A comment about goodwill or intangible assets: Goodwill includes intangible assets such as customer lists, patents, copyrights, trademarks, agreements-not- to-compete and so on.  Many times, especially in a profitable service business, the value of the goodwill is higher than the value of the “hard” or tangible (physical) assets.  If the intangible asset portion of the sales price exceeds $500,000, then the buyer and/or seller must provide an equity injection of 25% per SBA (Small Business Administration) financing rules.  For example, the seller could provide 15% of the required equity through a seller carry-back note and the buyer could provide 10% in cash down for the remainder of the upfront down-payment needed.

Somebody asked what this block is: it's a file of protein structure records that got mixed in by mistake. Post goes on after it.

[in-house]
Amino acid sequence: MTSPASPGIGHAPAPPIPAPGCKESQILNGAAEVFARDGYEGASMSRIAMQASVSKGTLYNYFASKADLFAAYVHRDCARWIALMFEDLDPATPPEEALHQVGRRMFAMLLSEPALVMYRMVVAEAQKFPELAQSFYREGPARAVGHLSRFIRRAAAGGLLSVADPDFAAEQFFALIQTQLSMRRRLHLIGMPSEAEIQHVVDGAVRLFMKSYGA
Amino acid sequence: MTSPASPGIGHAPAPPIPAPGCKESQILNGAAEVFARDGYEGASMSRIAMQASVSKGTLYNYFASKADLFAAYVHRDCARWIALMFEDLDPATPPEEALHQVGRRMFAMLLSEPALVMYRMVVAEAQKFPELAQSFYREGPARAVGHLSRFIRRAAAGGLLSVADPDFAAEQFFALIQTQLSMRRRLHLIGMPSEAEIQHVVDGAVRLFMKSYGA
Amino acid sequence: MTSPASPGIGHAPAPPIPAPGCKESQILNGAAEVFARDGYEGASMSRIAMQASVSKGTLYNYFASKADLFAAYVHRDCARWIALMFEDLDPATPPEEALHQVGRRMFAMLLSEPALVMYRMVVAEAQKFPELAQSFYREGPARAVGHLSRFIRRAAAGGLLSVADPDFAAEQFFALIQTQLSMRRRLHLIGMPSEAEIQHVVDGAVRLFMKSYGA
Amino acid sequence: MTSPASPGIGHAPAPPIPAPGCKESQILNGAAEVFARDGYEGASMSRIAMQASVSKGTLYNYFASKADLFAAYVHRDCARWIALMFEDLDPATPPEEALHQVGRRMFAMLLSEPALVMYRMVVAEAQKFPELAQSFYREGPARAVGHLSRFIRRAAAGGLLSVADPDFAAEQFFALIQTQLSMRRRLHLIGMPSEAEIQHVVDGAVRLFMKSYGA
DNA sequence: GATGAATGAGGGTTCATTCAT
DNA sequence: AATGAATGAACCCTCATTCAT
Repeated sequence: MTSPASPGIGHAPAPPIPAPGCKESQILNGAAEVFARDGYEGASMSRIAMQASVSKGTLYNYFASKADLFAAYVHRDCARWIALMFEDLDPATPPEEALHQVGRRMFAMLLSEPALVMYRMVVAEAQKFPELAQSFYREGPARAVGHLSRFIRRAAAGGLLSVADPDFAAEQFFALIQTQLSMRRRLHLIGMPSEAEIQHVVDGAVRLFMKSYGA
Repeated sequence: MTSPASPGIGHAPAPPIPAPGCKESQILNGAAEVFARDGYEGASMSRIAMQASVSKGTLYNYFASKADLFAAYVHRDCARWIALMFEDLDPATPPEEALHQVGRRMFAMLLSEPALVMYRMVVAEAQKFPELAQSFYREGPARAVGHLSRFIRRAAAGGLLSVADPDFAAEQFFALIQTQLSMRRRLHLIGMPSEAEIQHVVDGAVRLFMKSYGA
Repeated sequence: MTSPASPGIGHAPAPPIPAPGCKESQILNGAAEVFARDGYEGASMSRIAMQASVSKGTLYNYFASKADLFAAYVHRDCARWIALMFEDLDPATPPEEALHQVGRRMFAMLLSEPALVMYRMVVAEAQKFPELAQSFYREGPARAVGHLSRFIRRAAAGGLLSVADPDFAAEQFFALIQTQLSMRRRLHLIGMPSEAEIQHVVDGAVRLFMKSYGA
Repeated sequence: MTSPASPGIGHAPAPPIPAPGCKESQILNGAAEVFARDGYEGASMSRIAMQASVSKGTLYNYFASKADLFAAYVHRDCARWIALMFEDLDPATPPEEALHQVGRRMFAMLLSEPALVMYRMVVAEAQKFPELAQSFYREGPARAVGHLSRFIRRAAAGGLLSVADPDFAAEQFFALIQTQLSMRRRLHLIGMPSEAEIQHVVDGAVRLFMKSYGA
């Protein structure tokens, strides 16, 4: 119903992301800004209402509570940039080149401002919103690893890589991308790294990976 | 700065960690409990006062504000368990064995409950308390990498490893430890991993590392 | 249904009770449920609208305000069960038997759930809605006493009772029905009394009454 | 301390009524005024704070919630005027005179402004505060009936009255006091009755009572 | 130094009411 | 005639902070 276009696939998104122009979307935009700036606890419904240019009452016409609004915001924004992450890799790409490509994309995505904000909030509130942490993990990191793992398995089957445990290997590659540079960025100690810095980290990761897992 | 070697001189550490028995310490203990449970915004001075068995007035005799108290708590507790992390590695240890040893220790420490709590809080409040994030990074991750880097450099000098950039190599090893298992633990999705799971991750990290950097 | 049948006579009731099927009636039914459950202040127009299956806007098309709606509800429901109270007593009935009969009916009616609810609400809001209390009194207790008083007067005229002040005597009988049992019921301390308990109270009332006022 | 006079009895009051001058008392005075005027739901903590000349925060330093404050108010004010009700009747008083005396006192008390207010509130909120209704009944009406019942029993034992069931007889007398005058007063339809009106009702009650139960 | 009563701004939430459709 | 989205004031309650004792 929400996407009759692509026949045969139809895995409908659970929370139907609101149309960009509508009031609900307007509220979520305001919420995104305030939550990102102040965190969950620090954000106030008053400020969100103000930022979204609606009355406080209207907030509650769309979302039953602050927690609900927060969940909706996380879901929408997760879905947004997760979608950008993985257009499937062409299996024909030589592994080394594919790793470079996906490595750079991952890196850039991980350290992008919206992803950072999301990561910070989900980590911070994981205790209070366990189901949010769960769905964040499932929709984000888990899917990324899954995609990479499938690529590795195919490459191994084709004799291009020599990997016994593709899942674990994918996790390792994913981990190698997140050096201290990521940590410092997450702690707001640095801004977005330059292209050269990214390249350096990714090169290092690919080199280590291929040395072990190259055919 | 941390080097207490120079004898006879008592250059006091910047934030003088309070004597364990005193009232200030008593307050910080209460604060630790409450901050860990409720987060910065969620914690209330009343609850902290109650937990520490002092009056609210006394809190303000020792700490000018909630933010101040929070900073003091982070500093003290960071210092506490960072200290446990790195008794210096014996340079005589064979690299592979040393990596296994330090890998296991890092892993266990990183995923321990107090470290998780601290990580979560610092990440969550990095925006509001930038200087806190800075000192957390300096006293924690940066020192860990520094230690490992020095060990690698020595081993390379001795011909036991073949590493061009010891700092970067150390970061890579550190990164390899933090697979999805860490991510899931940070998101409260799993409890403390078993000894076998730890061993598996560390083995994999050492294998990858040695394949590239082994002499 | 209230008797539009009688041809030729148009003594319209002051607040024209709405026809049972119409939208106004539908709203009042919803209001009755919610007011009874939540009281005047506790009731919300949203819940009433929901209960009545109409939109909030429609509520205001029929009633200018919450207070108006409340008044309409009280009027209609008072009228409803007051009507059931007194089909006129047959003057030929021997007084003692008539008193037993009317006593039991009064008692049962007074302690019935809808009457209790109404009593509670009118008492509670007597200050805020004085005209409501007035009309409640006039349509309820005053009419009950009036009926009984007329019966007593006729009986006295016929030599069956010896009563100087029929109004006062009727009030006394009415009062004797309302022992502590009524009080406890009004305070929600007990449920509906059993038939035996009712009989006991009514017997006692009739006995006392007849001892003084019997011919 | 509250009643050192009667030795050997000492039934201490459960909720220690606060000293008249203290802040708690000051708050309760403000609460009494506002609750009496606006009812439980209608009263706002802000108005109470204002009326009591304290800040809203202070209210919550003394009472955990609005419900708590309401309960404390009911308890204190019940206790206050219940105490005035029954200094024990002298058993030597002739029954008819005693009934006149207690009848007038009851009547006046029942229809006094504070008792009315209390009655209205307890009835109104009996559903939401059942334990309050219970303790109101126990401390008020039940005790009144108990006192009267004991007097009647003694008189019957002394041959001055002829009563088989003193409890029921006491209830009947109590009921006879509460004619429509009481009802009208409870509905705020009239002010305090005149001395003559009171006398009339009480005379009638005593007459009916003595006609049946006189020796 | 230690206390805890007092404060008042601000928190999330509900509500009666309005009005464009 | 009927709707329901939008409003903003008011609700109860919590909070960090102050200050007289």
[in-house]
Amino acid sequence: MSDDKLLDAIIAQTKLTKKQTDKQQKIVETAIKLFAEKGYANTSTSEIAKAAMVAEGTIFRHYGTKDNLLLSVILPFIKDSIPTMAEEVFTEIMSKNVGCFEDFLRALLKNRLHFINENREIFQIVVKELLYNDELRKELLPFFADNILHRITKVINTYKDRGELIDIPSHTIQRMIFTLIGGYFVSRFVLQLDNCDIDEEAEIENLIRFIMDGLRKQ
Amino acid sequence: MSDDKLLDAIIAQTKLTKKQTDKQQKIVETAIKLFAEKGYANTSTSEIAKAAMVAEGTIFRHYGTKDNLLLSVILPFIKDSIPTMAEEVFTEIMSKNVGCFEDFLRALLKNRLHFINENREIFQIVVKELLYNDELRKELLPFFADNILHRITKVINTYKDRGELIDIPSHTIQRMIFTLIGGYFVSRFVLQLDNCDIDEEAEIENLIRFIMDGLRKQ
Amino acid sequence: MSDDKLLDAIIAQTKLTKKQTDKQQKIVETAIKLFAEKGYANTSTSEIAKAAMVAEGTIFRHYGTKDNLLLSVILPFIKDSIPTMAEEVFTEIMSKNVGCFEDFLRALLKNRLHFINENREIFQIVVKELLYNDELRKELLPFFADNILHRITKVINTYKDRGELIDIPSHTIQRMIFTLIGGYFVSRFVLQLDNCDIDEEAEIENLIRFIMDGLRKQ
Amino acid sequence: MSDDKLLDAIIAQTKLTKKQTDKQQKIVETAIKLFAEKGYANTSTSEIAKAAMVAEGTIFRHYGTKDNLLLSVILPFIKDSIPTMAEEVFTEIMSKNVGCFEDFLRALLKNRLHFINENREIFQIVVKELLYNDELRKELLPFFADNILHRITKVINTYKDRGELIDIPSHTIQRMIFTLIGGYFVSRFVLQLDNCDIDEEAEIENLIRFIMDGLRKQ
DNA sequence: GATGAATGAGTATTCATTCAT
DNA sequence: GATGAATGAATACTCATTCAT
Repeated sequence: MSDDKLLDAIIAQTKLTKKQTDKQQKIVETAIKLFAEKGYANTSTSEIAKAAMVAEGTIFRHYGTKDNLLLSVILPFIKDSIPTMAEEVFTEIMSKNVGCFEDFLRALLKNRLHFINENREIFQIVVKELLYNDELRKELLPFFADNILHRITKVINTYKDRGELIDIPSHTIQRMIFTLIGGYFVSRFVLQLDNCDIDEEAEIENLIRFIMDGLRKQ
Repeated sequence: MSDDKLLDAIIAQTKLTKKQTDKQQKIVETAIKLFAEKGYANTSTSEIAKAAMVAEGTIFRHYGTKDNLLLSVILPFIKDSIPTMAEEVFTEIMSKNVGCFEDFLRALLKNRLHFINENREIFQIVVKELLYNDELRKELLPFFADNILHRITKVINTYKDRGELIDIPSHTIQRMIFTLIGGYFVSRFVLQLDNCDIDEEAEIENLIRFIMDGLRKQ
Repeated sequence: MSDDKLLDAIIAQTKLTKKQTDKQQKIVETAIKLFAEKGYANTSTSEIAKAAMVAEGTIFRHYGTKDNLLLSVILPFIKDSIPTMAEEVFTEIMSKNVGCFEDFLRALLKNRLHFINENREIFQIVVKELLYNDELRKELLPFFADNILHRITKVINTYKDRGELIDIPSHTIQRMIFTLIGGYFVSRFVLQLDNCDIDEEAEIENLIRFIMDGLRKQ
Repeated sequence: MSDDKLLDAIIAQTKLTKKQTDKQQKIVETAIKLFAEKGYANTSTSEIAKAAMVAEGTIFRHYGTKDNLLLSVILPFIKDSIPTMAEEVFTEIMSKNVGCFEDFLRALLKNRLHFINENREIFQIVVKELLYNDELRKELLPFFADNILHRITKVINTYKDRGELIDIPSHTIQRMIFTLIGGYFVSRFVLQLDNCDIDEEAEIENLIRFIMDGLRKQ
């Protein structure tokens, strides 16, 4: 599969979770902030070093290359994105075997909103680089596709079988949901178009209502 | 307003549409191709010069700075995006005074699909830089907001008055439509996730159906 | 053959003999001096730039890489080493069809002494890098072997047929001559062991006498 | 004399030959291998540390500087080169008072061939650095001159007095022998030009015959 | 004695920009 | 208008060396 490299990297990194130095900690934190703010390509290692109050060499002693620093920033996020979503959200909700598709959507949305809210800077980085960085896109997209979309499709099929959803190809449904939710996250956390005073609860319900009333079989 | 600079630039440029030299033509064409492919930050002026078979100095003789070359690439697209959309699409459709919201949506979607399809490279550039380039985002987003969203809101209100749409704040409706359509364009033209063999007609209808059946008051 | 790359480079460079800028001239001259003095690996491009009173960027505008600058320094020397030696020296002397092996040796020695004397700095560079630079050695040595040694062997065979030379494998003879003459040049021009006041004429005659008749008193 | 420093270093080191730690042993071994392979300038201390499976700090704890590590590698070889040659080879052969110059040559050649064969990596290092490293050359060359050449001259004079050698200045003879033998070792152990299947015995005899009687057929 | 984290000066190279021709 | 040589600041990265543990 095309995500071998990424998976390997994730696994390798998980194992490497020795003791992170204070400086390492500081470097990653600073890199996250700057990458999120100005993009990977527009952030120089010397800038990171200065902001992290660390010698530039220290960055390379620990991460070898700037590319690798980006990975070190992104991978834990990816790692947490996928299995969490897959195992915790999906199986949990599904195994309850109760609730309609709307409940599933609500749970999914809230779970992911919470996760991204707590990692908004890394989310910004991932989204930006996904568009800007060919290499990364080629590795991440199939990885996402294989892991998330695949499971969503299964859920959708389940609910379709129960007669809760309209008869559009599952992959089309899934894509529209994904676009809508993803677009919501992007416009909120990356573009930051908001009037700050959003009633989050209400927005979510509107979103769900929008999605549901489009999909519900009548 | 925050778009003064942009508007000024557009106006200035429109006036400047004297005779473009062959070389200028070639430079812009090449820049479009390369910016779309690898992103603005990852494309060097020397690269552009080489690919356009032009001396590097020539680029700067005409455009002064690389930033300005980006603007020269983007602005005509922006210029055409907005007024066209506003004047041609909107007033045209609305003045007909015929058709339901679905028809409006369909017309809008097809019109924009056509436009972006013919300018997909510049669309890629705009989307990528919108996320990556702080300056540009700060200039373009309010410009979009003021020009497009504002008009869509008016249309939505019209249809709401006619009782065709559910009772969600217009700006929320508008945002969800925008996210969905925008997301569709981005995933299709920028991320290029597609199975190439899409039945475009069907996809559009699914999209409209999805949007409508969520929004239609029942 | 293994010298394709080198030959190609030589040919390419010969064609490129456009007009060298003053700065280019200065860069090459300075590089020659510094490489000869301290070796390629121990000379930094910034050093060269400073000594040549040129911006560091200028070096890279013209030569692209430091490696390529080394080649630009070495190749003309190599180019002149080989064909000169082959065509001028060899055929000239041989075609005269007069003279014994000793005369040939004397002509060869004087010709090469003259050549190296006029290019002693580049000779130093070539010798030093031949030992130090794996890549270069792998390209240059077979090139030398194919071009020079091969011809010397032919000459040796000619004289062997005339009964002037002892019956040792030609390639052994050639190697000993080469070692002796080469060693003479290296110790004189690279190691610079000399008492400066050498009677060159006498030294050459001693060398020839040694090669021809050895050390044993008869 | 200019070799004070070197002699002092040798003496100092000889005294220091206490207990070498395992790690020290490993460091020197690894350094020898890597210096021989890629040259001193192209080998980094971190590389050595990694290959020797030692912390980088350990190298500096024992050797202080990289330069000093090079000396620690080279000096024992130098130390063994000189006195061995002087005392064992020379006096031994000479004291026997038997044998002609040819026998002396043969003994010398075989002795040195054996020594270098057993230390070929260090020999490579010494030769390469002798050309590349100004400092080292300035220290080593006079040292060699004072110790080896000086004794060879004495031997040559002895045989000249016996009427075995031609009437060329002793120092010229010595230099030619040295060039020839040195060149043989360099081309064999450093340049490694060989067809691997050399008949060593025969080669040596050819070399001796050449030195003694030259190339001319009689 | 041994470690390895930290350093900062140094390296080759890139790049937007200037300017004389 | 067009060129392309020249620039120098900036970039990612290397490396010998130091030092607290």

Once the business valuation is prepared, the next step to sell your business is preparing the Confidential Information Memorandum (CIM).  This detailed multi-page document contains the financial, competitive and market analysis including price justification to the buyer, banker, CPA and other advisors to determine if yours is the right business for a particular buyer.  Preparing the valuation or appraisal and the CIM requires a significant time investment on my part to research, write, and analyze your business.  However, this time investment, while critical to selling your business, represents approximately 20% of my work activity during the business sale process. I’ve estimated that selling a properly priced business takes approximately 750 to 1,000 hours of focused work on my part. This is roughly equivalent to working 40 hours per week for four to five months.